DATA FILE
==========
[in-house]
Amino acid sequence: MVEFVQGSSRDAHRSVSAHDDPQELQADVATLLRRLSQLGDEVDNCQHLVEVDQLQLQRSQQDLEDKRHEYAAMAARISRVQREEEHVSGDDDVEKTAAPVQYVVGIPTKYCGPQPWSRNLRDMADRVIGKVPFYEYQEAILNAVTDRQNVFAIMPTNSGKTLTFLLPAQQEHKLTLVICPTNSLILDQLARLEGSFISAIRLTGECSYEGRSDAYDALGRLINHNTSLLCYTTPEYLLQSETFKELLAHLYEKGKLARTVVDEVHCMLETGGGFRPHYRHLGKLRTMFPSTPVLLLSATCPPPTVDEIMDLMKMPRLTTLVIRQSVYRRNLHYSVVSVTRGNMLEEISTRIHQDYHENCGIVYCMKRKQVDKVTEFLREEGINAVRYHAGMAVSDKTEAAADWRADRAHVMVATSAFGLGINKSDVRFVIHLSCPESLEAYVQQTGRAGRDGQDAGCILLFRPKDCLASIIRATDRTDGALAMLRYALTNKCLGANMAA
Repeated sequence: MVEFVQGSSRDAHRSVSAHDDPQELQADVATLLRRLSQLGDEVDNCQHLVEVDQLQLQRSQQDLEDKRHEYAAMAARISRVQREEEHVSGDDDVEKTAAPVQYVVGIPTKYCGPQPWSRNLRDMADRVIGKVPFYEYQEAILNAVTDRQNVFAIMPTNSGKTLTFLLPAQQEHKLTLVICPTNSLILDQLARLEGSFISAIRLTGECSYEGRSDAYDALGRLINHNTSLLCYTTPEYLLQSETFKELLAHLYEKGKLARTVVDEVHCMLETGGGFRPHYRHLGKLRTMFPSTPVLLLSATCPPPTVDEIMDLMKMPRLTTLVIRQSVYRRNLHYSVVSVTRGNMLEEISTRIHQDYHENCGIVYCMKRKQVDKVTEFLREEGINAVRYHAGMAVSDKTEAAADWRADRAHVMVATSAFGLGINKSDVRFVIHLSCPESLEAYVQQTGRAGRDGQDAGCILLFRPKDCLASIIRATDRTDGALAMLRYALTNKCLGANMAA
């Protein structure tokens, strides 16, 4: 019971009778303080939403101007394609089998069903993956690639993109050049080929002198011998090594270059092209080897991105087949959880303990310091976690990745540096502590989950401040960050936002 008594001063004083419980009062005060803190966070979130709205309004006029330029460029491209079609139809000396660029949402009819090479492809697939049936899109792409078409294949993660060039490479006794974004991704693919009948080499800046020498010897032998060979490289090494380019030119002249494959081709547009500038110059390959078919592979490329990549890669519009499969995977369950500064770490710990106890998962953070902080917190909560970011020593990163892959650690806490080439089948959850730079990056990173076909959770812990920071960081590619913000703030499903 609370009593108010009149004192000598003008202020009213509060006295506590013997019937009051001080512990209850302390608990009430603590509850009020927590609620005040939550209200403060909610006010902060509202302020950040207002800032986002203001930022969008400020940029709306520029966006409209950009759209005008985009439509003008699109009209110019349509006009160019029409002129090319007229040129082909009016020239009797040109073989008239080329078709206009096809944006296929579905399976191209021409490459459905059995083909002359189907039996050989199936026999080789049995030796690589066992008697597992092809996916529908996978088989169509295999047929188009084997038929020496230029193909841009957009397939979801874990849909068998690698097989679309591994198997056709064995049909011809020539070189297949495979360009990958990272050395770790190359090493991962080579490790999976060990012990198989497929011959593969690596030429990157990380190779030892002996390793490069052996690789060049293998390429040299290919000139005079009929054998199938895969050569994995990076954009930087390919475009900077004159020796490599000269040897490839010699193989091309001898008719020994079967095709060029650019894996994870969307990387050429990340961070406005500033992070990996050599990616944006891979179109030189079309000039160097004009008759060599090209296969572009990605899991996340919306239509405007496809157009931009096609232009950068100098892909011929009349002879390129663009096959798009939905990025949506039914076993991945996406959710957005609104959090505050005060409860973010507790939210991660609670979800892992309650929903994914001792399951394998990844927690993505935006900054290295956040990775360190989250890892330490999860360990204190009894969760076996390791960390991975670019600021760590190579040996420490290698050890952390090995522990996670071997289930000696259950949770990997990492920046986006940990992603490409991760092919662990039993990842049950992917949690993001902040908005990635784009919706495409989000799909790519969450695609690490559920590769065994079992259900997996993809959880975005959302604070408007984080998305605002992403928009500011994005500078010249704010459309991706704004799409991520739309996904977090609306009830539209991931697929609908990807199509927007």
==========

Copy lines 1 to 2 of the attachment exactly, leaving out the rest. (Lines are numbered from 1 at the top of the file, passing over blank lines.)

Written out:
[in-house]
Amino acid sequence: MVEFVQGSSRDAHRSVSAHDDPQELQADVATLLRRLSQLGDEVDNCQHLVEVDQLQLQRSQQDLEDKRHEYAAMAARISRVQREEEHVSGDDDVEKTAAPVQYVVGIPTKYCGPQPWSRNLRDMADRVIGKVPFYEYQEAILNAVTDRQNVFAIMPTNSGKTLTFLLPAQQEHKLTLVICPTNSLILDQLARLEGSFISAIRLTGECSYEGRSDAYDALGRLINHNTSLLCYTTPEYLLQSETFKELLAHLYEKGKLARTVVDEVHCMLETGGGFRPHYRHLGKLRTMFPSTPVLLLSATCPPPTVDEIMDLMKMPRLTTLVIRQSVYRRNLHYSVVSVTRGNMLEEISTRIHQDYHENCGIVYCMKRKQVDKVTEFLREEGINAVRYHAGMAVSDKTEAAADWRADRAHVMVATSAFGLGINKSDVRFVIHLSCPESLEAYVQQTGRAGRDGQDAGCILLFRPKDCLASIIRATDRTDGALAMLRYALTNKCLGANMAA